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Retail sales and new building approvals edge up but for how long?

More data to be released later this month will offer better insight into the next move for interest rates.

After the Christmas/New Year break, the Australian data flow has resumed and the news to kick off 2024 is not quite as bad as some were fearing.

The number of new building approvals, retail sales, and consumer sentiment were all up. Hooray!

But there’s some devil in the detail, which means a cautious and measured response is needed before claims can be made that the worst is over for the economy.

Composite image of a female construction worker, and a Black Friday sale poster in a window for retail sales.
Building approvals and retail sales grew in November but these need to be put into context. (Source: Getty/AAP) (Getty/AAP)

The data revealed a 1.6 per cent rise in the number of new building approvals in November, to a monthly level of around 14,500. For the past 10 months, the number of approvals has edged up from a low of just over 12,000, which is good news.


This rise needs to be put in the context of an underlying requirement of approximately 20,000 new dwellings per month to keep up the supply of housing needed to accommodate the sharp increase in demand from rapid population growth.

Also by the Kouk:

Problems in the building industry - materials cost pressures and labour shortages - alongside the aggressive interest-rate-hiking cycle from the Reserve Bank (RBA), have had a significantly negative effect on the building industry. These problems are unlikely to disappear in the near term but it’s encouraging to see some recovery in the number of dwellings being approved despite these headwinds.

As cost pressures ease, labour shortages abate and interest-rate pressures ease, the building sector will boom late this year and into 2025.

Black Friday bounce

Also out were data confirming a rebound in retail spending, which rose 2.0 per cent in November after a fall of 0.4 per cent in October – reasonably positive. But - and it is a big but - the Australian Bureau of Statistics noted there was a likely one-off positive effect on spending in November from the Black Friday sales, which started earlier and lasted longer than prior years, likely underpinning the rise in spending.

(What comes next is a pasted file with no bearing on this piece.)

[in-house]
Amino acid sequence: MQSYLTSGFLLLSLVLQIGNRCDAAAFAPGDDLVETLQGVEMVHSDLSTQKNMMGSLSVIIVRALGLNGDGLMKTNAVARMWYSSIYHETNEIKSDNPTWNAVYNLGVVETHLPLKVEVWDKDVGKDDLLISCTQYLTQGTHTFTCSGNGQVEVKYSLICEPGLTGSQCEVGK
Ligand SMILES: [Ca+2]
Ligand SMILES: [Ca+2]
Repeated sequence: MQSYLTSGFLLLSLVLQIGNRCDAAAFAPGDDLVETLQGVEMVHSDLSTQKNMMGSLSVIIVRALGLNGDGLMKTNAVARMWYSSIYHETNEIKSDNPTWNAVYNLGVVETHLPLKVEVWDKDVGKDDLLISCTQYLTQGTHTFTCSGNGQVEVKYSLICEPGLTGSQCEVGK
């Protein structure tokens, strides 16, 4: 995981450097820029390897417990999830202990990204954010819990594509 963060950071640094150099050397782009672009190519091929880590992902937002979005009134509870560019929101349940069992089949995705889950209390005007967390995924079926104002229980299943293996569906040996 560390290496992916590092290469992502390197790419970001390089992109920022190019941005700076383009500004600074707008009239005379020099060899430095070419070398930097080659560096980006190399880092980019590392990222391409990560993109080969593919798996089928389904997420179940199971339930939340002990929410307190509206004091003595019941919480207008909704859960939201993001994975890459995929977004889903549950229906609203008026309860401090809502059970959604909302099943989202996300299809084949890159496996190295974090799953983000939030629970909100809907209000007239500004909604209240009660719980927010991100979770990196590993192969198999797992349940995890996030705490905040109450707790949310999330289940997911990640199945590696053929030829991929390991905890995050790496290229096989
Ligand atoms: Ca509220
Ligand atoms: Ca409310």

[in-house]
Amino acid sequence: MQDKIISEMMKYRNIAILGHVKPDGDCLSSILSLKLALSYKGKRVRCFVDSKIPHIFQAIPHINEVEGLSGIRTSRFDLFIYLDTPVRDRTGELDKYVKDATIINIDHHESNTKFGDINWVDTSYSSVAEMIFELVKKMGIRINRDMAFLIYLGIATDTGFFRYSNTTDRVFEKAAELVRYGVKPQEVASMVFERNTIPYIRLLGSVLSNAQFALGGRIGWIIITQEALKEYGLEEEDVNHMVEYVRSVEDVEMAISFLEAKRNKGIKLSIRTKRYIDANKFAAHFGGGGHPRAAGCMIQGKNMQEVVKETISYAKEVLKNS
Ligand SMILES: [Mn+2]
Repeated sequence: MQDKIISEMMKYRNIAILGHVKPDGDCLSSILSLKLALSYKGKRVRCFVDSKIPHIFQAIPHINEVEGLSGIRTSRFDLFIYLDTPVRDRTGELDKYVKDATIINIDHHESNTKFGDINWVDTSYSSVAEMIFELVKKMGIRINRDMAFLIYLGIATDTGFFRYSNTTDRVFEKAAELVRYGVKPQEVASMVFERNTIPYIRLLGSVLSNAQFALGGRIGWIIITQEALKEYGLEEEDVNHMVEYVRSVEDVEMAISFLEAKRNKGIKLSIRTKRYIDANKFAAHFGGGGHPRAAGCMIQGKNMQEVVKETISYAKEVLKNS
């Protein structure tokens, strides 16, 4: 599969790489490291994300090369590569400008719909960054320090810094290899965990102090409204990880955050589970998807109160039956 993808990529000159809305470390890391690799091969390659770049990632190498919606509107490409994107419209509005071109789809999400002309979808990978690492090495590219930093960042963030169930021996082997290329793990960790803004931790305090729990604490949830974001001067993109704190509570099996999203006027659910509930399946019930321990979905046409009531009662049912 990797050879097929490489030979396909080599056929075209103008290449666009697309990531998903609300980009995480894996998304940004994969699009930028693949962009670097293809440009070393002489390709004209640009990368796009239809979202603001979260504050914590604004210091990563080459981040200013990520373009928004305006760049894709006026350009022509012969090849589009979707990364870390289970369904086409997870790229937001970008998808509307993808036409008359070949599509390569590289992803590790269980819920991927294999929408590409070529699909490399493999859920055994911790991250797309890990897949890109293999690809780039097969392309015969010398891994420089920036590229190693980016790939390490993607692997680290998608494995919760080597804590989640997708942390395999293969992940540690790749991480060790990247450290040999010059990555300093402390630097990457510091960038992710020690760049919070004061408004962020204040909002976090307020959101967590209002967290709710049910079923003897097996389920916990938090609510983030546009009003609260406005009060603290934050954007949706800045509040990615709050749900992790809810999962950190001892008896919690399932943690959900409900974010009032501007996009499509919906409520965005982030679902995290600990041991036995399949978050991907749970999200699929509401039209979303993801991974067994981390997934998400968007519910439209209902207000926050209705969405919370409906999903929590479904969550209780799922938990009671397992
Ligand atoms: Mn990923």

While superficially positive, as previous years have shown, any apparent strength in retail spending in November is almost certain to be reversed in December. The reason for this is a change in consumer year-end and Christmas spending patterns. Shoppers now tend to ‘spend up’ to take advantage of the sales in November and then pull back sharply in what previously was a period of strong spending in December.

Note that in November 2020, retail trade rose 5.7 per cent before slumping 2.9 per cent in December. In following years, the November/December changes were up 6.0 per cent/down 3.3 per cent in 2021, and up 1.0 per cent/down 3.4 per cent in 2022.

Expect the same pattern when the December 2023 retail data are released. In other words, look for retail spending to fall at least 1 per cent.

Where to next for the RBA and interest rates?

The next meeting of the RBA board is on February 5-6 and the current market expectations are firmly towards ‘no change’ in the cash rate, which was last increased in November to 4.35 per cent.

The faltering economy, which is evident in rising unemployment and free-falling inflation, makes the decision simple. Today’s data will not have much influence on the case for interest rates remaining on hold.

Further out, markets are pricing in a series of interest rate cuts, starting in the second half of 2024 and continuing into 2025. This seems a reasonable expectation but the first rate cut could well be brought forward - possibly to May - if the run of economic data shows weakness and, as is increasingly likely, inflation returns to target.

The next round of data on the labour force - due January 18 - and quarterly inflation – due January 31 - will be vital.

Recall the most recent data showed unemployment heading up and inflation heading down. If this continues, sharpen those pencils for lower interest rates.

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